Thru-Hike Camera Review

The camera that I primarily used on my 2013 AT thru-hike was the:

  • Sony NEX-5N with the 18-55mm/ f3.5-5.6 OSS lens.
  • 32 GB SD Card
  • Interchangeable lenses
  • Separate Flash
  • Weight: 1lb 2 oz
  • Charger: 3 oz
  • MSRP: $699.99
Sunset in the White Mountains caputured with my Sony Nex5N

Sunset in the White Mountains (Sony Nex5N)

Overall thru-hike review: 9/10. It was a bit heavy by thru-hiking standards (weight: 7/10), but seemed to be the perfect compromise between the much bigger, heavier, and more expensive DSLRs and the smaller (but poorer photo-quality) standard point-and-shoots. I was a little concerned about how it well it would do when faced with the brutal treatment and conditions I knew I was bound to subject it to on the trail, but it held up impressively well (ruggedness: 10/10). I carried that camera from Georgia to Maine and used it every day! The battery life was also really good. If I used it exclusively for pictures it easily lasted me 5-7 days between recharges, using it for video sucked up much more battery, but was not the way that I usually used the camera (battery life: 9/10). I had only two complaints about it on the trail, 1) I didn’t feel comfortable using it in the heavy rains that I experienced fairly often (waterproofness: 6/10) and 2) the 18-55 lens didn’t give me enough zoom to take good, high quality photos of the wildlife that I encountered along the trail (zoom: 7/10). Overall I loved the Sony Nex, it was easy to use, relatively convenient, and allowed me to take the kinds of photos that I wanted to document my trip with (Check out the series of photobooks, Parts 1-5: Walk it Off that I made after returning from the trail, they pair the photos I took with the Sony Nex-5N with the blog posts that I made for the same days).

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In addition to the Sony Nex-5N, I also used my cell phone as a camera:

  • iPhone 4S
  • Weight: 6.4 oz
  • MSRP: $450

Overall thru-hike review as a camera: 6/10. The iPhone was convenient for taking pictures and sharing them on my blog and on facebook whenever I got to town (10/10). The size of the phone and the fact that I used it for multiple purposes also made it incredibly convenient (10/10). Some of the downsides to using my cell phone as my camera were that the photo-quality wasn’t nearly as good as the Sony Nex (5/10), and it took a long time to boot up if I had it powered down (5/10). Leaving my cell phone in airplane mode allowed for better response time, but drained my cell phone battery more quickly (6/10). If it was raining and I wanted to take a picture, I used my cell phone camera. The only technical problem that I had with the iPhone was early in the trip (my first week in Georgia) when I discovered that it didn’t power down correctly, which drained the cell phone battery really quickly. After contacting Verizon, they sent a replacement phone to my next maildrop. The replacement phone lasted me for the rest of the trip to Maine. Overall thru-hike review of the iPhone 4S as a phone: 10/10. Though my iPhone didn’t get great reception everywhere on the AT, it had good coverage for most of the tip (typically much better coverage than other providers). Keeping the phone in airplane mode, I was able to use it as a quick and easy camera without draining the battery too much. I also used it to send and receive text messages and to write my blog posts from town. I even used it as an mp3 player occasionally when my radio died. Overall it stood up to the wear and tear of the trail and functioned admirably.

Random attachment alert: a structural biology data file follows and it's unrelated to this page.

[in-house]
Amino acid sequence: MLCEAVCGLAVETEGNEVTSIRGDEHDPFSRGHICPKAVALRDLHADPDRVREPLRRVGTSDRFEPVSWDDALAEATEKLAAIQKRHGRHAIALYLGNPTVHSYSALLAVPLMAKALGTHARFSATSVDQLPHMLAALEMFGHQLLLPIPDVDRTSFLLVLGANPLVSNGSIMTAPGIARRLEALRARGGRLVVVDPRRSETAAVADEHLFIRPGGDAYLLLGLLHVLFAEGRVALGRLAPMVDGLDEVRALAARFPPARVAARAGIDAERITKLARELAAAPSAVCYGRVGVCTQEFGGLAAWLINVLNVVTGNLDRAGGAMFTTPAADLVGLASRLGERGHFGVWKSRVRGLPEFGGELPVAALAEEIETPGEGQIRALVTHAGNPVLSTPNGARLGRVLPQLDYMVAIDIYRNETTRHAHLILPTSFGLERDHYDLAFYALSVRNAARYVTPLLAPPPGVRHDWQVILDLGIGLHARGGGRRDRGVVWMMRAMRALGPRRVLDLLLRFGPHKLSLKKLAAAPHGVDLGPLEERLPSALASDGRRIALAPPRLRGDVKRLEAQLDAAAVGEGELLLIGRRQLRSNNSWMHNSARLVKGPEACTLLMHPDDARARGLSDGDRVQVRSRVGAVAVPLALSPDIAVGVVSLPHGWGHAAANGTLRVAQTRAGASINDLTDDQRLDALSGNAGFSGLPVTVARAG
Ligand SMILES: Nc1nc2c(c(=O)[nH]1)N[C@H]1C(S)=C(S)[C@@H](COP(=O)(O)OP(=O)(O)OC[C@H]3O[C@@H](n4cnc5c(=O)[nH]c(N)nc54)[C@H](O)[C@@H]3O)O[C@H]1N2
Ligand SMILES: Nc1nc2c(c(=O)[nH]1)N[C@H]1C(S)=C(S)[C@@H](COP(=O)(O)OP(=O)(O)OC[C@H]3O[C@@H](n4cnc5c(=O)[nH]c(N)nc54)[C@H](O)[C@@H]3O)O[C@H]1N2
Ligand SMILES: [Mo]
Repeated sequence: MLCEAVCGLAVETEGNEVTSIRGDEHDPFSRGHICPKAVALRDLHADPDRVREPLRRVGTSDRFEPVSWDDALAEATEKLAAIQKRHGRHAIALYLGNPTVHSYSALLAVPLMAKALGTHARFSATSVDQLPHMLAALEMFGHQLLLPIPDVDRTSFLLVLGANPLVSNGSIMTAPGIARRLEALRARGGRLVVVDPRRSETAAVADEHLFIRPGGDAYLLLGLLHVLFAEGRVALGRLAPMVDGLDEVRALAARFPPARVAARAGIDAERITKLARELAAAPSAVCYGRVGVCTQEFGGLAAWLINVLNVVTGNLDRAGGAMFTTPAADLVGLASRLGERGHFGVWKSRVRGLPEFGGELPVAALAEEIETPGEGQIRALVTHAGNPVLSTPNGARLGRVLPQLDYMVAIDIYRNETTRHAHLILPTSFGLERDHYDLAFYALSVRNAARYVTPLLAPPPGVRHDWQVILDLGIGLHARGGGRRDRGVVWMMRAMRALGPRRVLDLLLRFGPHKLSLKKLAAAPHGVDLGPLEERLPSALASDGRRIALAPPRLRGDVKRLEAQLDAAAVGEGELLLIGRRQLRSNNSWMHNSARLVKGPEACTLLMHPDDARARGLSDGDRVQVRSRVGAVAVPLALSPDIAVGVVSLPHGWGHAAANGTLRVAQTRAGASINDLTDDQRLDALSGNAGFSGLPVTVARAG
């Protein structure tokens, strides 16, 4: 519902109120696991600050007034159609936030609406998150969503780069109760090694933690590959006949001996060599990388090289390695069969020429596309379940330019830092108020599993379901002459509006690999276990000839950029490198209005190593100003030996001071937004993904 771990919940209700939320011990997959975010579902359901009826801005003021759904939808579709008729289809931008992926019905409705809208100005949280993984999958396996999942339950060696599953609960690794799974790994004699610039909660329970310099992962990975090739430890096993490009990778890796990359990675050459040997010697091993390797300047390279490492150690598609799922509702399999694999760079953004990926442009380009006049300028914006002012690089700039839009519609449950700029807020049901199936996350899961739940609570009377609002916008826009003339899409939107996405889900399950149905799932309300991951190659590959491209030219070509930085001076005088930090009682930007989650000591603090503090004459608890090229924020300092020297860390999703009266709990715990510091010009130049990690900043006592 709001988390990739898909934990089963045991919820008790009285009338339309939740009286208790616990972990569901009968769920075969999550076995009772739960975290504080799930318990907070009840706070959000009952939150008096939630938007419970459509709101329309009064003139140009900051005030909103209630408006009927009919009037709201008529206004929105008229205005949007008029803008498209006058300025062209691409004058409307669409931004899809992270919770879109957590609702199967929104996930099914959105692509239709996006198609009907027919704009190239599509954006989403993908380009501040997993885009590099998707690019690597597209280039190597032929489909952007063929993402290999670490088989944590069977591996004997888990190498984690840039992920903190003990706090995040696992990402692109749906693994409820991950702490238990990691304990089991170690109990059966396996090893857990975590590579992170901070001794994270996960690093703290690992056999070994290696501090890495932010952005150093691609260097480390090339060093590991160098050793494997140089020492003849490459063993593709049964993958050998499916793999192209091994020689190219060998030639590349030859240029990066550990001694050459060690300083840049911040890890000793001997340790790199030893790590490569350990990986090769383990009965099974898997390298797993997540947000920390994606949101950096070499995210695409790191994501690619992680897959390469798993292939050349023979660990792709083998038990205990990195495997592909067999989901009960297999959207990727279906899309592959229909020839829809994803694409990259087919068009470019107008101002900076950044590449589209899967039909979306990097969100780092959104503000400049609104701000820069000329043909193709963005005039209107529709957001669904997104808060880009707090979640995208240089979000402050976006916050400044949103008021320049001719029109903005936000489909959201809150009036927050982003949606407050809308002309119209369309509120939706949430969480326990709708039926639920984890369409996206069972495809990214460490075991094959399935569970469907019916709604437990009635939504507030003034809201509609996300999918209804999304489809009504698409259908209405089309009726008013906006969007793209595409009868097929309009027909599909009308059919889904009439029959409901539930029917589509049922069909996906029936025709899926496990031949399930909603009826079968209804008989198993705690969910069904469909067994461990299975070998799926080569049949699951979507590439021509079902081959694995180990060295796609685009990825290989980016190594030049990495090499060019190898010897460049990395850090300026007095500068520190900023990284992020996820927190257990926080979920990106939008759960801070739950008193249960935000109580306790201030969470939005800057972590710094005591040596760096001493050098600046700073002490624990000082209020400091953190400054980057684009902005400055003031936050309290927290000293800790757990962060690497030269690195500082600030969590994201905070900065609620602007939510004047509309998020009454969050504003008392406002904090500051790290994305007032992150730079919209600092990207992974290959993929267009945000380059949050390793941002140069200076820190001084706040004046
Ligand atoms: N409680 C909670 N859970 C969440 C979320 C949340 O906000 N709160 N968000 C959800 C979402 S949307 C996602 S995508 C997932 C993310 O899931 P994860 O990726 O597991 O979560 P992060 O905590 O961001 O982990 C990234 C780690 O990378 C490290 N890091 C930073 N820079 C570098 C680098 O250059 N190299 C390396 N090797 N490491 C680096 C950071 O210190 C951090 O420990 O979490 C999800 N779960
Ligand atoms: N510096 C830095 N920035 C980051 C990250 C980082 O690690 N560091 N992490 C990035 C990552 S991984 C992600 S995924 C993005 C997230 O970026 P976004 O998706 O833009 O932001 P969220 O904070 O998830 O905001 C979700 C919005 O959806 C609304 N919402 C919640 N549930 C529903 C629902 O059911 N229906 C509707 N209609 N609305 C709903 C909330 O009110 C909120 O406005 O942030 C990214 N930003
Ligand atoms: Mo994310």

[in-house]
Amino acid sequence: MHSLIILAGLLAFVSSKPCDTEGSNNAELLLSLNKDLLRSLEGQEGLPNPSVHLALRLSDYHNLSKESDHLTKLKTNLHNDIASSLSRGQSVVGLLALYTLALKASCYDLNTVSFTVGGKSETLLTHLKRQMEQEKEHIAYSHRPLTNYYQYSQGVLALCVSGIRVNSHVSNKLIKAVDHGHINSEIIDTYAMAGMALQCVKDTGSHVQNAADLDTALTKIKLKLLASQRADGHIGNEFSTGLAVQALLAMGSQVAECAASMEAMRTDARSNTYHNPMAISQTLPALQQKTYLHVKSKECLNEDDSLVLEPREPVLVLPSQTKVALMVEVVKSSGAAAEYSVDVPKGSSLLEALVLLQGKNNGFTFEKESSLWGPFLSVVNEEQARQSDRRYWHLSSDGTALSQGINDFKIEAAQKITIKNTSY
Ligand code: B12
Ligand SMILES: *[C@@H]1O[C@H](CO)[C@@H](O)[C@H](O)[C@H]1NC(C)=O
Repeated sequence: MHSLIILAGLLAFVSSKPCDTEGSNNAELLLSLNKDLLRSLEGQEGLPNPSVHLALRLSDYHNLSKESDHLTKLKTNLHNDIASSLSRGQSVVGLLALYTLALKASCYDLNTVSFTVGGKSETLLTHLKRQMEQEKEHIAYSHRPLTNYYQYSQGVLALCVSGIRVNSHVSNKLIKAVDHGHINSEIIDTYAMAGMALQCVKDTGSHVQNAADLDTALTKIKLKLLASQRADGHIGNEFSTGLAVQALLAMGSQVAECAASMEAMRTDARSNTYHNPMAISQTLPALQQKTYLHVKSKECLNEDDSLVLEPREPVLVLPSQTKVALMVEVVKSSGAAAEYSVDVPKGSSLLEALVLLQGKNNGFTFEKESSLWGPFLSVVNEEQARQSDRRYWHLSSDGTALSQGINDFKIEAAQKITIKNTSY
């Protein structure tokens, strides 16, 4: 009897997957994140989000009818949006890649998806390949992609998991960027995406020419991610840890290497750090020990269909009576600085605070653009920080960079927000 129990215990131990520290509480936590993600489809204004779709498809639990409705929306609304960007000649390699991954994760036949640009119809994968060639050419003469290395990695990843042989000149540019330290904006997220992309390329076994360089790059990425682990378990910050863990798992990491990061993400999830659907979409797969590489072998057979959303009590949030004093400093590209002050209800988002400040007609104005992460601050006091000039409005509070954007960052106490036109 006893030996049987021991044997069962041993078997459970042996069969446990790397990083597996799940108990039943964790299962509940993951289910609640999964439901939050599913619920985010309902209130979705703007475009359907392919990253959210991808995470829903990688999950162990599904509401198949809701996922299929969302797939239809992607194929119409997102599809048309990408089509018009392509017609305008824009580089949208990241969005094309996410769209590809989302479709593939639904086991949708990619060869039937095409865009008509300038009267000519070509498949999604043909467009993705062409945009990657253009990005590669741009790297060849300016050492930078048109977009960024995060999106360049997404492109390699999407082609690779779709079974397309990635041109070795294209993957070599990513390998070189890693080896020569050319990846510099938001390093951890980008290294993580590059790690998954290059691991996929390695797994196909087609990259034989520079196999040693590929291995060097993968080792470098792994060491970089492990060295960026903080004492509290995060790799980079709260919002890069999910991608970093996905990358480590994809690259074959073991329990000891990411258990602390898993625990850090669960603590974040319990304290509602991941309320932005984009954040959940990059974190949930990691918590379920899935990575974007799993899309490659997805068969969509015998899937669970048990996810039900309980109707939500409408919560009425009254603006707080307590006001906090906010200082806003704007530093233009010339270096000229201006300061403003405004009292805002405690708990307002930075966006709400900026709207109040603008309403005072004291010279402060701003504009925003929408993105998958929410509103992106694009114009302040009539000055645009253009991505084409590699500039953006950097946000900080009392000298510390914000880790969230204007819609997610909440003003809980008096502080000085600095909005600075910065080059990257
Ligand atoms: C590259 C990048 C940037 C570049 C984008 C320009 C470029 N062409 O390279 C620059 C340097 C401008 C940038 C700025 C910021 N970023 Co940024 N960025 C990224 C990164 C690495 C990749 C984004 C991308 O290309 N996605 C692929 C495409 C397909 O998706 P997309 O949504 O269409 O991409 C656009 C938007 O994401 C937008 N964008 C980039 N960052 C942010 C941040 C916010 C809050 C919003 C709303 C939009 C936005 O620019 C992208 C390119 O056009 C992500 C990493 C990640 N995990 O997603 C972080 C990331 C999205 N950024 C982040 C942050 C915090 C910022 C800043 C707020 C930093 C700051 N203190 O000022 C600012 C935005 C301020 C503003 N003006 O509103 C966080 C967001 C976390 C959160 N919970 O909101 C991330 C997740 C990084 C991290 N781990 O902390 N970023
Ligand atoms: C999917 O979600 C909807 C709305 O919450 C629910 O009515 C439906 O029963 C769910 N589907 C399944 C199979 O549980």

Which Camera should I use for the PCT?

Cedar Waxwing (Canon Powershot)

Cedar Waxwing taken with the Canon Powershot

When I returned from the AT, I wished my camera had been better at taking wildlife pictures so I experimented with a camera with more zoom. Over the winter I tested out the:

  • Canon Powershot SX50 HS
  • 32 GB SD Card
  • Built in lenses and flash
  • Weight: 1lb 6.4 oz
  • Charger: 2.8 oz
  • MSRP: $429.99

Overall thru-hike review: 6/10. What I found was that the Canon Powershot was really good at taking pictures of birds, and was, in many ways, superior to SONY Nex 5N for this purpose. The image quality wasn’t as good as what I’d grown used to with the Sony Nex, but the zoom and image stabilization for the Powershot were definitely impressive. If I wanted to take pictures of anything other than birds (people inside with low light, or landscapes), my SONY NEX 5N was better, hands down. A downside that I anticipate with the Powershot as a camera for thru-hiking is the number of moving parts and fancy electronics involved with all autofocus the camera. Knowing me the camera would get damp and covered in dirt and grit like the Sony Nex did, and I’m not sure that it could withstand the kinds of abuse that I put my cameras through on backpacking treks). The battery life for the Powershot also didn’t seem to be as good as it was for the Sony Nex 5N. Overall backyard birding review: 10/10. Even though I wasn’t convinced that this was the camera to take on the trail with me, it is definitely an awesome little camera and does an amazing job when it comes to taking pictures of stationary birds in good light, even when they are far away! Check out the book that I made with all the fun bird pictures I took over the winter:

WinterWildlife

Final decision for PCT:

Ultimately I have decided to go with the Sony Nex 5N for my upcoming PCT thru-hike. Since my biggest complaint about it was the lack of zoom, someone helped me fix that glitch by giving me a new lens:

  • Sony 55-210mm f/4.5-6.3 Telephoto lens
  • Weight: 12.8 oz
  • MSRP: $349.99

This new lens gives me the added zoom that I’m looking for, so hopefully I’ll gett even better wildlife pictures on the PCT than I did on the AT. I found that trying to exclusively use the telephoto lens was annoying for pictures of scenery and people so I splurged on a small wide angle lens for the camera as well:

  • Sony 16mm f/2.8
  • Weight: 2 oz
  • MSRP: $249.99

Between these two lenses I hope that the Sony NEX 5N will meet all of my needs as I hike the PCT. A definite downside is that my camera gear has gotten heavier between my AT hike and my PCT hike. The total weight of all of my camera gear (including chargers, lenses, and camera body) is now: